Dyslexia and risk of future violence in forensic psychiatric patients
2011 (English)Doctoral thesis, comprehensive summary (Other academic)
The thesis consists of three studies. The main aim was to increase knowledge about dyslexia in forensic psychiatric patients and about how dyslexia is related to risk of future violence. In Study I, the prevalence of dyslexia was assessed by using different criteria, and the results showed that 17-53% of the patients met discrepancy criteria for dyslexia, while 50% had poor phonological processing skills and met the phonological core criterion for dyslexia. Poor phonological processing skills are believed to be the underlying cause of dyslexia. The results from Study I suggest that the patients’ phonological processing skills are not related to disadvantageous background factors and reading habits. Previous research indicates that dyslexia may worsen aggressive behaviour tendencies, and offenders with dyslexia are reported to be more violent than offenders without dyslexia. Violent crimes are strongly predicted by psychopathy, and therefore Study II focused on the relationship between phonological processing skills and psychopathy in order to clarify whether patients with dyslexia are characterized by psychopathy and therefore act more aggressively than those without dyslexia. However, the results from Study II showed that the patients’ reading speed, word decoding, and phonological processing skills were not significantly related to the total score of psychopathy, but significantly related to affective and interpersonal traits of psychopathy. In Study III, the focus was on aggression and risk of future violence in patients with and without dyslexia. The results revealed that the patients with dyslexia self-reported more anger and hostility compared to the patients without dyslexia. There was only a marginally significant tendency for the patients with dyslexia to have higher risk of future violence compared to those without dyslexia. However, poor phonological processing skills were a significant predictor of anger, which in turn predicted risk of future violence. Overall, the results showed that reading and writing problems are prevalent in forensic patients and that dyslexia does not have a straightforward relationship with future violence. The risk factors for criminality in patients with dyslexia are probably cumulative, and found in biological factors, individual abilities and personality, family, peers, school, community, and society.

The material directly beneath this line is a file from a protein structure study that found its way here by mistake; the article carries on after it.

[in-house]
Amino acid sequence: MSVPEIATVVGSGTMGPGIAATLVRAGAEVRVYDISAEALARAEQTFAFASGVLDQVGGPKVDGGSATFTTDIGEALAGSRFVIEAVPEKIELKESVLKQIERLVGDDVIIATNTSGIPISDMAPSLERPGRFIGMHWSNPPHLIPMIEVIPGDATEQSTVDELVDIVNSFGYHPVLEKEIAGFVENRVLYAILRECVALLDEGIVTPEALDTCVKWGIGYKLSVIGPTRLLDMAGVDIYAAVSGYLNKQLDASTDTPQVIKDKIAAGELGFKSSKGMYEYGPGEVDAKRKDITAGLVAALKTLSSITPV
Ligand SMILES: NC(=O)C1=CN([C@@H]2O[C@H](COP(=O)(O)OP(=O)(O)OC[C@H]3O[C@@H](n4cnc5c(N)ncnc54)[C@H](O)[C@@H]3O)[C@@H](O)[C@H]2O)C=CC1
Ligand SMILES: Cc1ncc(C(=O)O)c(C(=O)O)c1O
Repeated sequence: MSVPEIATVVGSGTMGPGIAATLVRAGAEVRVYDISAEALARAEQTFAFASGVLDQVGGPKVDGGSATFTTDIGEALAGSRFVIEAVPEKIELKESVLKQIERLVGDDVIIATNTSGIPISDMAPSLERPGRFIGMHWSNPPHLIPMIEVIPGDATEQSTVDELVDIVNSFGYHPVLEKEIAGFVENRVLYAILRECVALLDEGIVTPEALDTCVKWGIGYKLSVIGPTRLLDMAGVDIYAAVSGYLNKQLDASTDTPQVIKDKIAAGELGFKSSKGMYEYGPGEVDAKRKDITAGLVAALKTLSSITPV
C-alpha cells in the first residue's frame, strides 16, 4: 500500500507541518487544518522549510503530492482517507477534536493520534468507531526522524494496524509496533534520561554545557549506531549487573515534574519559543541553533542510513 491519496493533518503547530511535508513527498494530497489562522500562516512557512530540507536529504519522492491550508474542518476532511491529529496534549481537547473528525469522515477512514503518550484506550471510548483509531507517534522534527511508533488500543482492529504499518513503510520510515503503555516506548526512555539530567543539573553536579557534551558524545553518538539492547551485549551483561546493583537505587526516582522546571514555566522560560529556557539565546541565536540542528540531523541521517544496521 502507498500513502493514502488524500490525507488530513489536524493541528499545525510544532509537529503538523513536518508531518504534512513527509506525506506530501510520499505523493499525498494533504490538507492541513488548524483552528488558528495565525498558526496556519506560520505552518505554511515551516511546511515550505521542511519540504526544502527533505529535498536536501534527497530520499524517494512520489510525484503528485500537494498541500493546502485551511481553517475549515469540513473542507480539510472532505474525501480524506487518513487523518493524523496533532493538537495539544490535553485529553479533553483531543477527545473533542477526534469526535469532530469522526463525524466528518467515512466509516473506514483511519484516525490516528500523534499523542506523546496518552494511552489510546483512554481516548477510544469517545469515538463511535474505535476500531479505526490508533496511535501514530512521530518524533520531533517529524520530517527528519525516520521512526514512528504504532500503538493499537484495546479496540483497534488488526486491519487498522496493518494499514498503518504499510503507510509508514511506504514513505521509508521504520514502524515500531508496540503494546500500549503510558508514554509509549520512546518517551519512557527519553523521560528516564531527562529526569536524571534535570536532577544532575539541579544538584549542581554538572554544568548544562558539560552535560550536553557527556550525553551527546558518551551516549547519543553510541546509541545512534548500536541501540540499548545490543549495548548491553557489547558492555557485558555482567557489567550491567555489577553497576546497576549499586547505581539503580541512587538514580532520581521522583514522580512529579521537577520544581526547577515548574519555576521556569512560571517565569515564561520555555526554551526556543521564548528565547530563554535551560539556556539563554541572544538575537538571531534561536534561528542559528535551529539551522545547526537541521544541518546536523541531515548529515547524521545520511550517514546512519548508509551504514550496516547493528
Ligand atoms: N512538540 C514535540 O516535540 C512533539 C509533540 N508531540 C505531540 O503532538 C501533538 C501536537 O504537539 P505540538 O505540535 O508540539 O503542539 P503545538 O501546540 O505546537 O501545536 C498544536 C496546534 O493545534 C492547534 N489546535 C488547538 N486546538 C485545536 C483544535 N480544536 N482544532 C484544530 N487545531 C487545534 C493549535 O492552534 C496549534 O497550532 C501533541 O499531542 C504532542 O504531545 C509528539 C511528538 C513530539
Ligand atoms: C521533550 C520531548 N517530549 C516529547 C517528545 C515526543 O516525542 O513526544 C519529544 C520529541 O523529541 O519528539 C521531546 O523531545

Place, publisher, year, edition, pages
Stockholm: Department of Psychology, Stockholm University , 2011. , 77 p.
Research subject Psychology
IdentifiersURN: urn:nbn:se:su:diva-56721ISBN: 978-91-7447-286-8OAI: oai:DiVA.org:su-56721DiVA: diva2:412631
2011-11-30, David Magnussonsalen, hus 8, Frescati Hagväg 8, Stockholm, 13:00 (Swedish)
Hellner Gumpert, Clara, Docent
Hellström, Åke, Professor
At the time of the doctoral defense, the following papers were unpublished and had a status as follows: Paper 1: Submitted. Paper 2: Submitted.
List of papers